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Where to stay on the Gower
Before I tell you what we got up to on the Sunday of our walking weekend, let me introduce you to our luxurious holiday house at Mumbles, called Promenade View. We’d stayed here a couple of years ago and loved everything about it, so I was really pleased when the owner Kim invited us back (read my review and watch the video here)
Mumbles is the traditional seaside town that’s now a suburb of Swansea but was originally a small fishing village until the railway joined it to the city in the 19th century. The promenade that the house is named after runs from Mumbles right around Swansea Bay to the city and it’s a favourite stretch for joggers and cyclists.
Staying in Mumbles gives you the best of all worlds since there are plenty of shops, bars and restaurants, but it has the feel of a seaside village. Only a short drive or even walk to the end of the promenade and you are on the cliff paths heading for some of the most fabulous beaches in Wales.
Guy and I had the first floor master bedroom while the boys took the two second floor bedrooms, each with its own en suite bathroom, making it ideal for a families or groups of friends to share. The ground floor sitting room was beautifully decorated in calm shades of cream and stone with wooden plantation shutters to give some privacy and there’s space to park your car right outside.
At the back of the ground floor is the open plan kitchen with large dining table and a small patio garden where you can sit out and eat in sunny weather. The thing that I really love about this house is that you can open the shutters in the two front bedroom and sit in bed looking out over Swansea Bay while the occasional walker and cyclist passes by – really very hypnotic and relaxing.
For more information on one of the most stylish Gower Cottages around, check out the Promenade View Website and book through local cottage company Home from Home who offer many luxury Gower cottages like this one.
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Walking to Worm’s Head
Although we originally planned to continue our walk from Three Cliffs Bay, we decided that on Sunday we should really visit another of the best beaches in the Gower at Rhossili. Unfortunately the forecast sunshine failed to materialise but undaunted we drove for 30 minutes to reach Rhossili, at the furthest end of the Gower peninsula. We’d been there quite a few years ago on a family camping weekend (read about it here) when the kids were a lot smaller and spent a sunny day on the broad sandy beach playing cricket and generally lolling around.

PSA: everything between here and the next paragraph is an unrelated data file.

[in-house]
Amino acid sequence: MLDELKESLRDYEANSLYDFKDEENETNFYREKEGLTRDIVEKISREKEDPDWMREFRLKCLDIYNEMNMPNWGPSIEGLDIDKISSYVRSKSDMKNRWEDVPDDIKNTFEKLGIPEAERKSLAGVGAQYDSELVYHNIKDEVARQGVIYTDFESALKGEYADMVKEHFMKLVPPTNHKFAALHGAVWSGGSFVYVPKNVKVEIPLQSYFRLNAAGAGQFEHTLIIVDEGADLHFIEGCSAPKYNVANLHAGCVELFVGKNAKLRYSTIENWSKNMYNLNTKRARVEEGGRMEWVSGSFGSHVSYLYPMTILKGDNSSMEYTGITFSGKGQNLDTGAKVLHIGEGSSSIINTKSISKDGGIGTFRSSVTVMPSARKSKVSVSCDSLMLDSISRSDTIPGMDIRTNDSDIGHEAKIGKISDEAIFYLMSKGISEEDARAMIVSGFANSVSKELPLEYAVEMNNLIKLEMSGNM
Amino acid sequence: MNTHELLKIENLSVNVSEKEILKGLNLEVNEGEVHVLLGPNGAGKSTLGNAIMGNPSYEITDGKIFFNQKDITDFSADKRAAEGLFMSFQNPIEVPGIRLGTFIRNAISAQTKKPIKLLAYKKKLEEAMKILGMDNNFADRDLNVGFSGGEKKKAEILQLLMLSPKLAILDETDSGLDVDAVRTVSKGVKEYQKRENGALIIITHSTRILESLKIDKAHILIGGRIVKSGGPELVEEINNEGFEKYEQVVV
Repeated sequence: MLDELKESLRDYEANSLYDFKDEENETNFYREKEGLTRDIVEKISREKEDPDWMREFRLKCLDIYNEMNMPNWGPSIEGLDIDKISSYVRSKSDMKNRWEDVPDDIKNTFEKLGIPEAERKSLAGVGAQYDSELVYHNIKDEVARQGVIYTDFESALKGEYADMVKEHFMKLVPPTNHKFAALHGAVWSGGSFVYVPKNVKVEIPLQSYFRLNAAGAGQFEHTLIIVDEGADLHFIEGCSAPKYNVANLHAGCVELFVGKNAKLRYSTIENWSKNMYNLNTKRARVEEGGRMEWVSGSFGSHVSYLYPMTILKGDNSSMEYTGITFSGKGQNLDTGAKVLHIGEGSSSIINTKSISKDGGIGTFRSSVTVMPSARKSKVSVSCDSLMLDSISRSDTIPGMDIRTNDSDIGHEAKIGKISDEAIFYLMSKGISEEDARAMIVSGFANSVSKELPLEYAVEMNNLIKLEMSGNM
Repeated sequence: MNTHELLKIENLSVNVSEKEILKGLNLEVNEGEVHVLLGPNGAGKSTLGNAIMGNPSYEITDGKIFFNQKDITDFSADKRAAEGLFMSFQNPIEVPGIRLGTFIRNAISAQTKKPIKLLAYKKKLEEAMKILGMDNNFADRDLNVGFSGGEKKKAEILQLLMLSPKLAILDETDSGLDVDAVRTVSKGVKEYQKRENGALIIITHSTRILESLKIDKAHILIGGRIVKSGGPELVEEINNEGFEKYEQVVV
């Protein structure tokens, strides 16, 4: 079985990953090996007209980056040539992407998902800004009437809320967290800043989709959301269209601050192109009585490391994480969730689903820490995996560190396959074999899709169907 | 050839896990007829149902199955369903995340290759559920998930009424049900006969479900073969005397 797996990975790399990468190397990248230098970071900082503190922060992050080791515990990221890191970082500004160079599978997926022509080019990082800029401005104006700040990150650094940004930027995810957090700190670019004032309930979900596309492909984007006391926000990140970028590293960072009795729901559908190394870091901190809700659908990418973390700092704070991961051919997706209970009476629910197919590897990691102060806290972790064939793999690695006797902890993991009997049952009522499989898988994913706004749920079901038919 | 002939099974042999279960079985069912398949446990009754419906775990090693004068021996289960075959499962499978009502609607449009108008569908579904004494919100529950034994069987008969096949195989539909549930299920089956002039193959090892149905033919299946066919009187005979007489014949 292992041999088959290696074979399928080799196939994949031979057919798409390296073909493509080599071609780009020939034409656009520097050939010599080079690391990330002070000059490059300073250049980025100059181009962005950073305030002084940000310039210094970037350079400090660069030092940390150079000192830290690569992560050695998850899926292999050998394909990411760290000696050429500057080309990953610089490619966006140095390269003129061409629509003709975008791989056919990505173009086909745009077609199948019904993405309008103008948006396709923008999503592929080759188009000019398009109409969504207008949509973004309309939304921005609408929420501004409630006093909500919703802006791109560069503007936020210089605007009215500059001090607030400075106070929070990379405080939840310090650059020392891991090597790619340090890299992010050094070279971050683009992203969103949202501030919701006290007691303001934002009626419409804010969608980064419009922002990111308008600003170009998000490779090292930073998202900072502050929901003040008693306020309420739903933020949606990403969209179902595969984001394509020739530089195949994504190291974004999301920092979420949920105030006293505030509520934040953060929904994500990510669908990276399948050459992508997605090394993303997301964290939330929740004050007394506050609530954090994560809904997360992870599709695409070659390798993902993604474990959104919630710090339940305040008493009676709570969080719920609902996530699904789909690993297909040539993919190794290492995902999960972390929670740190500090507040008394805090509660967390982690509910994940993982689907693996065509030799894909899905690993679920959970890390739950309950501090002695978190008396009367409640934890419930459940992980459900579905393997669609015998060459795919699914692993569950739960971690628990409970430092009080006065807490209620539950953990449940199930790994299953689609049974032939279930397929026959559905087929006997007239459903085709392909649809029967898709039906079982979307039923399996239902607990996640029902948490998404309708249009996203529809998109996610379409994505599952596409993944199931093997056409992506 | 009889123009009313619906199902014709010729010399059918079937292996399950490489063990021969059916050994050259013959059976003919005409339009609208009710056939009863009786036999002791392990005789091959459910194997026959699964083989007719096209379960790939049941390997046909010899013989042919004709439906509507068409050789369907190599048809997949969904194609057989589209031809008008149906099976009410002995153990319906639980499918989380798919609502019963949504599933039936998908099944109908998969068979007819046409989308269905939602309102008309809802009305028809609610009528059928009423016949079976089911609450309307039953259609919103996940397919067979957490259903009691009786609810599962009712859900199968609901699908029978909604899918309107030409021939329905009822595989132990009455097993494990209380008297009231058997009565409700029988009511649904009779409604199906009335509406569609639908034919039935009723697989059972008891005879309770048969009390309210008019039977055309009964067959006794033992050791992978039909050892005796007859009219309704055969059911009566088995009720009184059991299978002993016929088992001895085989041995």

On previous Gower holidays we’d never tried the walk to Worm’s Head, a jut (did I just invent that word?) of rock that is joined to the headland by a causeway. You need to check the times of the tide to be sure that the causeway will be open and you won’t be cut off. There’s a big sign and a coastguard’s hut to make sure you don’t do anything too foolhardy, but I’m sure that quite a few must get cut off, in fact we spotted a board outside the hut that told us how many. By pure chance we managed to time it perfectly and arrived at 11am with the causeway open for another couple of hours, which seemed plenty of time.
The first challenge was to clamber down from the grassy bank to a slope with uneven layers of rocks, pebbles and boulders. On the causeway, the rocks were topped by colonies of miniature mussels, looking as if a sea giant had slapped dollops of tar all over the causeway. I stuck to the area closer to the sea but it was impossible to avoid the mussels, everywhere tiny mussels, on every rock, in every nook and cranny although none of them big enough to make a decent moules marinière.
I kept an eye on the water lapping up on the rocks hoping to see one of the seals that swim near the causeway but none appeared. By the time I had stopped to photograph every mussel, whelk and limpet, the boys and Guy were way ahead of me and I decided to turn back, leaving Guy to make sure they all got back safely before the tide turned.
As I picked my way cautiously back across the causeway (definitely ankle twisting territory!) I remembered my friend telling me about the time when she was at Worm’s Head with small children frantically calling her older ones back before they got stuck on the wrong side of the causeway. I saw the binoculars at the coastguard’s hut and wondered whether they count them out and count them back in.
Soon I was relieved to see my crew making their way back and all were back just by 1.00 when the tide was due to turn and flood the causeway. Since it was past lunchtime we found a cosy Gower hotel and had a plate or two of chips at the Worm’s Head Hotel before heading back to Promenade View for a late sandwich lunch.
Back at Mumbles Promenade
Annoyingly, as soon as we drove away from Rhossili, the brooding grey cloud cleared and we started to see patches of blue sky at last. On the Mumbles promenade families were out enjoying the sunshine, strolling up past the boats towards the pier to treat themselves to an ice cream.
Sadly we had run out of time to join them on this weekend, but I’m sure there will be another installment of the ‘Walking around the Gower’ project, when we return to walk just a little further and explore more of those glorious Gower beaches.
You can book Gower holidays through Home from Home holiday cottages who specialise in Gower holiday cottages and have a great many lovely ones to choose from. Follow them on Facebook | Twitter | Instagram
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Find all my Photos from the weekend in my Flickr Album: Mumbles and Gower
Thanks to Kim at Promenade View Holiday House for hosting our weekend stay.
This article is originally published at Heatheronhertravels.com